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Tuesday, 23 May, 2000, 21:07 GMT 22:07 UK
Kosovo mine expert criticises Nato
K-For soldiers training to clear mines in Kosovo
Soldiers on the ground support demining
By the BBC's Nicholas Wood in Pristina

The head of the UN's demining programme in Kosovo has blamed Nato for the slow progress made to clear up unexploded bombs in the province.

The latest victim, a 10-year-old boy, was killed on Sunday when he walked into an unmarked field of cluster bombs.


Sometimes the first time we knew there was an area [with unexploded bombs] was when there was a casualty reported

John Flanagan
Mine Action Co-Ordination Centre

More than 100 people have now died from bomb and mine injuries since the end of the war in Kosovo, in June last year.

John Flanagan, the head of the Mine Action Co-Ordination Centre in Pristina, says essential information about the precise location of cluster bomb sites was withheld from his group.

"It was definitely frustrating, 10 months later we are just getting to grips with the information. It shouldn't be like that," he said.

Unexploded bombs

Almost 1,400 cluster bombs were dropped in Kosovo, mainly by British and US planes.

The shells break up into dozens of smaller bomblets and scatter over an area of one square kilometre.

About 10% fail to explode on impact, and remain on the ground.

Kosovar boy
Children are attracted by the bright colours of the bomblets

The Mine Action Centre first asked K-For for information about the location of the bombs last in August.

But it was not until this April that the centre realised it did not have the full details.

Mr Flanagan says his teams would have been able to mark out and demine far more areas if Nato had co-operated earlier.

The UN had to lobby Nato officials in Brussels and Washington before the information was handed over.

Since the arrival of spring there has been a steady increase in number of casualties from mines and cluster bombs.

Rising toll

In April 15 people were injured compared with 13 in March, and six in February.

The bombs are particularly attractive to children.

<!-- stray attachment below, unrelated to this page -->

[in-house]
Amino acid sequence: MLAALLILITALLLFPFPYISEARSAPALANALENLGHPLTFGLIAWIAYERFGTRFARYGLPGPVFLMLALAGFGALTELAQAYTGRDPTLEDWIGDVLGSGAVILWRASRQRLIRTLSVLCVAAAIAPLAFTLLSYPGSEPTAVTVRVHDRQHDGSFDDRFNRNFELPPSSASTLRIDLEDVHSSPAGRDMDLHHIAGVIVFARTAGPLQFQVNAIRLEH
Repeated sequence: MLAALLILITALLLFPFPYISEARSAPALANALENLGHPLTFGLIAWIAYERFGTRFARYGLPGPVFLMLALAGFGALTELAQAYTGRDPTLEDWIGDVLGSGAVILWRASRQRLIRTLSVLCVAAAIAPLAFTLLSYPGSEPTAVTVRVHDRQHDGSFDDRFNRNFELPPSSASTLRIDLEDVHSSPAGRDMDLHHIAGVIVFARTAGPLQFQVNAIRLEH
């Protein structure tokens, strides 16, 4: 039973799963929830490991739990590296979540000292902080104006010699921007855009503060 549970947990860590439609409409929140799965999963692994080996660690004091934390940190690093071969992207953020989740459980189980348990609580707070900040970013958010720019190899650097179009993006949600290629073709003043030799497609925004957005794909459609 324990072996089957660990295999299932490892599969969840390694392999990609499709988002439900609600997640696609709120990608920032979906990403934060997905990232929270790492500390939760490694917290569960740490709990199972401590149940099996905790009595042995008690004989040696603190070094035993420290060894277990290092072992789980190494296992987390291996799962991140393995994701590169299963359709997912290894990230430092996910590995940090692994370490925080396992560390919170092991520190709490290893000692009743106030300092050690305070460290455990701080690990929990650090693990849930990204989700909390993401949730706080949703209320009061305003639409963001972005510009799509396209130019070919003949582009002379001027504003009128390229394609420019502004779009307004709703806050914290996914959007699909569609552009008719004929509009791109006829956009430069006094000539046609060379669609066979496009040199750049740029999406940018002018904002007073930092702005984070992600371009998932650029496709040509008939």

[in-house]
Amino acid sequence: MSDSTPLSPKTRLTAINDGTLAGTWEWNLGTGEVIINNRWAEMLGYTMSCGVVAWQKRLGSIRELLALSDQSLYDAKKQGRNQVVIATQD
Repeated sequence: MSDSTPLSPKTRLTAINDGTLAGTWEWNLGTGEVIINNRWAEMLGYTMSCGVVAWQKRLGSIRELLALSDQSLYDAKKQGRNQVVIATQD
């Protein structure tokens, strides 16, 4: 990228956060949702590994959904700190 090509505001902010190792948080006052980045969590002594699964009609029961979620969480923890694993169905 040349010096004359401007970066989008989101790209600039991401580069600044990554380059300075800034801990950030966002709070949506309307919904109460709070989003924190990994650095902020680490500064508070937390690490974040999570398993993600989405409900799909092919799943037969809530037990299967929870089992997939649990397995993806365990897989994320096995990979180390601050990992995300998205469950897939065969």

The American bomblets are plastic and coloured bright yellow.

However, they contain an incendiary device - shrapnel - and armour pearcing explosive that can pearce steel 25 cm thick.

Unlike most mines they often kill or maim more than one person at a time.

K-For has the responsibility to mark out "essential sites".

But the Mine Action Co-Ordination Centre says as much as 40% of risk areas have yet to be cordoned off.

"It became apparent we didn't have the information, and areas were not marked." said Mr Flanagan.

"Sometimes the first time we knew there was an area was when there was a casualty reported," he said.

Responsibility

There is now increasing pressure on Nato and K-For to take responsibility for the problem.

It is estimated that cluster bombs make up to 40% of mines and unexploded bombs in the province.

Yet the vast majority of demining work is done by civilians.

Also Nato partners have a differing in their concern about the problem.

"Some of the information is considered as sensitive. The UK soldiers are very supportive of the operation," said Mr Flanagan.

But he added some countries have yet to give their full support.

"The guys on the ground want to help out as much as possible. It's a political decision. Cluster clearing is not beyond K-For's and Nato's ability," he said.

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Kosovo: One year on
Click here for in-depth coverage and latest news
Key stories:
Nato's incomplete victory
The view from Kosovo
Serbs fear new war
Nato strikes: The untold story
An Uneasy Peace
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See also:

17 May 00 | Americas
Pressure to quit Kosovo
28 Feb 00 | Europe
Kosovo: What happened to peace?
16 Mar 00 | Europe
Kosovo one year on
22 May 00 | Europe
Kosovo bombs kill boy
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